I expect to be loading up a number of new paper negative scans to my Flickr account, in preparation for new blog articles.

Typecast via Olivetti Lettera 22.

Friday, November 13, 2015

There is no 'Street' Photography


Post-Script: Of course, this is all just my opinion. But what it has done for me is freed me from having to self-consciously think that I suck at "street," when in fact my genre of preference is really Urban landscape. So I don't have to lurk about and sneakily take photos of unsuspecting subjects, in order to satisfy someone else's expectation of what we should be doing out in public with our cameras. Conversely, were I a Social Documentarian, neither would I sneak about to surreptitiously steal other's visages; I'd engage them in conversation, develop a relationship and find opportunity to document their life.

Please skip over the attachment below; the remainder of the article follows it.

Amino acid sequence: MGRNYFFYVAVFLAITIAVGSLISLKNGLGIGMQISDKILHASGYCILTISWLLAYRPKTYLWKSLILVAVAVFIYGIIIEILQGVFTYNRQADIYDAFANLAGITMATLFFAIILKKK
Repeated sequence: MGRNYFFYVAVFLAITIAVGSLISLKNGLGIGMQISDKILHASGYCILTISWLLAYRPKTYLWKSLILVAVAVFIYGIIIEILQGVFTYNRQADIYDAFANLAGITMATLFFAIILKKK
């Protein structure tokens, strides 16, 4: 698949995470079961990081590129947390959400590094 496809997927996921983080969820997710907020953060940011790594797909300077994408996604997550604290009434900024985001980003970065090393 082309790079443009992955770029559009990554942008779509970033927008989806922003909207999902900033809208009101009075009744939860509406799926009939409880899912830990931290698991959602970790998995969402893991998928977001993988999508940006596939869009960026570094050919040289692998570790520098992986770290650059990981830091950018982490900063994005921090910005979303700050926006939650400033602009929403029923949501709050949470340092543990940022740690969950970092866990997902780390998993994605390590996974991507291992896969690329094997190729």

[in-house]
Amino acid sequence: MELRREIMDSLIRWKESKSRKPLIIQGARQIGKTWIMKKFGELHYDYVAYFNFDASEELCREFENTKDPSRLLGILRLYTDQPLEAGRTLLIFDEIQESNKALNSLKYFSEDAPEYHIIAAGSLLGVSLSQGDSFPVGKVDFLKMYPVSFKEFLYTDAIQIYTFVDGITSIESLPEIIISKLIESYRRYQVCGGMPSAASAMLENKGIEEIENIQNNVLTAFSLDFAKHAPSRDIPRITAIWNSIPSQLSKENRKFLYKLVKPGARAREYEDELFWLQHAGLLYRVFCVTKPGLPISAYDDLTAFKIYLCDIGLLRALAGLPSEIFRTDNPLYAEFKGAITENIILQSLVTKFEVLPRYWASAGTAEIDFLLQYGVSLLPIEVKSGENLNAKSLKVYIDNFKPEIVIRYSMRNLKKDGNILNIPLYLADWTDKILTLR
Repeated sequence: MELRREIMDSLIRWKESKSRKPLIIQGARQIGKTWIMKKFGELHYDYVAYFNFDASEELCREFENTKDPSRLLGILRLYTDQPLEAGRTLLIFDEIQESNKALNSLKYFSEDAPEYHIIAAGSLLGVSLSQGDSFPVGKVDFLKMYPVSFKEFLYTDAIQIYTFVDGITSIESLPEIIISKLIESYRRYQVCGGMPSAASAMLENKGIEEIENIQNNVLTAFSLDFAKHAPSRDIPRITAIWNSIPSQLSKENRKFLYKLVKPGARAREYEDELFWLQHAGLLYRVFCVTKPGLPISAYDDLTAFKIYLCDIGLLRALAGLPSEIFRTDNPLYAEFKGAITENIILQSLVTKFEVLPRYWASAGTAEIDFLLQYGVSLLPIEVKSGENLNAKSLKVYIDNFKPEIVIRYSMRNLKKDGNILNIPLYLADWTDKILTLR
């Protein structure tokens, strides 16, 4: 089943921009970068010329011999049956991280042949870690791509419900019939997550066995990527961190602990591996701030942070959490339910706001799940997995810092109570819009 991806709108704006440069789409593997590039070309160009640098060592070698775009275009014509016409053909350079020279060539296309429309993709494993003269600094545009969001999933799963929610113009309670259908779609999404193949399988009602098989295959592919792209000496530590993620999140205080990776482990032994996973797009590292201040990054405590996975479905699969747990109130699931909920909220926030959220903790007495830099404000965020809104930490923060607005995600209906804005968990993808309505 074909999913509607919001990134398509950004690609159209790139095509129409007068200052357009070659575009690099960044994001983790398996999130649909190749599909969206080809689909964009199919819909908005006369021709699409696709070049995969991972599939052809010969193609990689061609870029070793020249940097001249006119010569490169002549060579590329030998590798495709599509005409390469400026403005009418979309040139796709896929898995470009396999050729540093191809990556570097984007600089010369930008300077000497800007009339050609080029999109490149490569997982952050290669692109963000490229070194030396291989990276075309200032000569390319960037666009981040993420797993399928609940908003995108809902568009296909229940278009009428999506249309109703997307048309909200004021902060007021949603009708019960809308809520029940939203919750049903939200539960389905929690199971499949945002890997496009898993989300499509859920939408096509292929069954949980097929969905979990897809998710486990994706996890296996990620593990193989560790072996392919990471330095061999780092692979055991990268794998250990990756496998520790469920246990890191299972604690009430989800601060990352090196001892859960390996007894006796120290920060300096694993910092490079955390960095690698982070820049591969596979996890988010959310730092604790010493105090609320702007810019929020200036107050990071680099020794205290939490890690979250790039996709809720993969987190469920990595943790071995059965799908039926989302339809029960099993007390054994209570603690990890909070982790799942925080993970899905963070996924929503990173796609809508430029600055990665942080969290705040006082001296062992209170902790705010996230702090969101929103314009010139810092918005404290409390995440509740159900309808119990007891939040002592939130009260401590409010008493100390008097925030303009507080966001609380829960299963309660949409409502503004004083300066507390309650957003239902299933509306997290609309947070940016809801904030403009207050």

Photo via Lumix G5 - an Urban Landscape image that just happens to contain people; this isn't "street" photography, there's nothing to see here, so please move along. Typecast via Olivetti Lettera 22.

Monday, November 09, 2015

In Memorium: F295 (2004-2015)

Post-Script: I realize that to some, who have not deeply engaged in Internet-based discussion forums, this all seems a bit overdrawn and dramatic. So what, another website goes down the drain? As I insinuated in the piece, this is about the death of a community of adepts to an arcane photographic craft, that had been built upon the fragile infrastructure of someone else's doing.

In the pre-Internet days, such a creative community would simply never have existed in the first place, hence its rarity and value. This point is difficult for younger people to understand, who've grown up in an Internet-connected world and think that subcultures within subcultures have always existed. Not so; or maybe only in those culturally-rich hotbeds like New York City, London or Paris. But not in the hinterlands, where anonymous individuals such as myself can connect with others like-minded and enjoy community as rich and genuine in every way as if we were meeting regularly face-to-face.